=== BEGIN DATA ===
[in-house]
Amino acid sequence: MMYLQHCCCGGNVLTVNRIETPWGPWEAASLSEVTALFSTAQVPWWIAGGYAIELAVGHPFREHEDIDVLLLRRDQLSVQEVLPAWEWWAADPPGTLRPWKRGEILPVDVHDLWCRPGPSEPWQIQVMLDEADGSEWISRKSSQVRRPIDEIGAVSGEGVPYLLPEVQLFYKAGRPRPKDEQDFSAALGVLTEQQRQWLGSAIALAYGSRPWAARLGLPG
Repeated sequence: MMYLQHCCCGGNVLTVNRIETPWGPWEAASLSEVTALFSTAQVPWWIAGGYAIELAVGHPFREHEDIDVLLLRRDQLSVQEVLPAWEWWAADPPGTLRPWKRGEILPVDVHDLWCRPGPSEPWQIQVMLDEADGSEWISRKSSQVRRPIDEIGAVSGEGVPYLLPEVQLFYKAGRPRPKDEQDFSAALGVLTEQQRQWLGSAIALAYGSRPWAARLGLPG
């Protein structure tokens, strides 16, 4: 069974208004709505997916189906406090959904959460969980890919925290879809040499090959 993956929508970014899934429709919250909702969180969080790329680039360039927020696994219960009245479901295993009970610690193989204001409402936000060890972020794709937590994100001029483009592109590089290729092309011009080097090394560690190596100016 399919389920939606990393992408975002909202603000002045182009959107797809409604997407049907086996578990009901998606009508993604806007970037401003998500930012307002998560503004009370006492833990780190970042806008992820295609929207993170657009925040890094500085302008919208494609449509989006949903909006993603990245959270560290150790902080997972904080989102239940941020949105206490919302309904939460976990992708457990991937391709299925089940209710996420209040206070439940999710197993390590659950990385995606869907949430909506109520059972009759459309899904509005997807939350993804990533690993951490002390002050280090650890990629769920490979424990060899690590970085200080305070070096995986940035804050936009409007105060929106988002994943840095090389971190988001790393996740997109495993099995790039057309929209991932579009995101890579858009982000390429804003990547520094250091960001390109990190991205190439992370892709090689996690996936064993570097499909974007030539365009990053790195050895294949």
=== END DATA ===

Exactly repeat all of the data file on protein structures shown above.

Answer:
[in-house]
Amino acid sequence: MMYLQHCCCGGNVLTVNRIETPWGPWEAASLSEVTALFSTAQVPWWIAGGYAIELAVGHPFREHEDIDVLLLRRDQLSVQEVLPAWEWWAADPPGTLRPWKRGEILPVDVHDLWCRPGPSEPWQIQVMLDEADGSEWISRKSSQVRRPIDEIGAVSGEGVPYLLPEVQLFYKAGRPRPKDEQDFSAALGVLTEQQRQWLGSAIALAYGSRPWAARLGLPG
Repeated sequence: MMYLQHCCCGGNVLTVNRIETPWGPWEAASLSEVTALFSTAQVPWWIAGGYAIELAVGHPFREHEDIDVLLLRRDQLSVQEVLPAWEWWAADPPGTLRPWKRGEILPVDVHDLWCRPGPSEPWQIQVMLDEADGSEWISRKSSQVRRPIDEIGAVSGEGVPYLLPEVQLFYKAGRPRPKDEQDFSAALGVLTEQQRQWLGSAIALAYGSRPWAARLGLPG
């Protein structure tokens, strides 16, 4: 069974208004709505997916189906406090959904959460969980890919925290879809040499090959 993956929508970014899934429709919250909702969180969080790329680039360039927020696994219960009245479901295993009970610690193989204001409402936000060890972020794709937590994100001029483009592109590089290729092309011009080097090394560690190596100016 399919389920939606990393992408975002909202603000002045182009959107797809409604997407049907086996578990009901998606009508993604806007970037401003998500930012307002998560503004009370006492833990780190970042806008992820295609929207993170657009925040890094500085302008919208494609449509989006949903909006993603990245959270560290150790902080997972904080989102239940941020949105206490919302309904939460976990992708457990991937391709299925089940209710996420209040206070439940999710197993390590659950990385995606869907949430909506109520059972009759459309899904509005997807939350993804990533690993951490002390002050280090650890990629769920490979424990060899690590970085200080305070070096995986940035804050936009409007105060929106988002994943840095090389971190988001790393996740997109495993099995790039057309929209991932579009995101890579858009982000390429804003990547520094250091960001390109990190991205190439992370892709090689996690996936064993570097499909974007030539365009990053790195050895294949």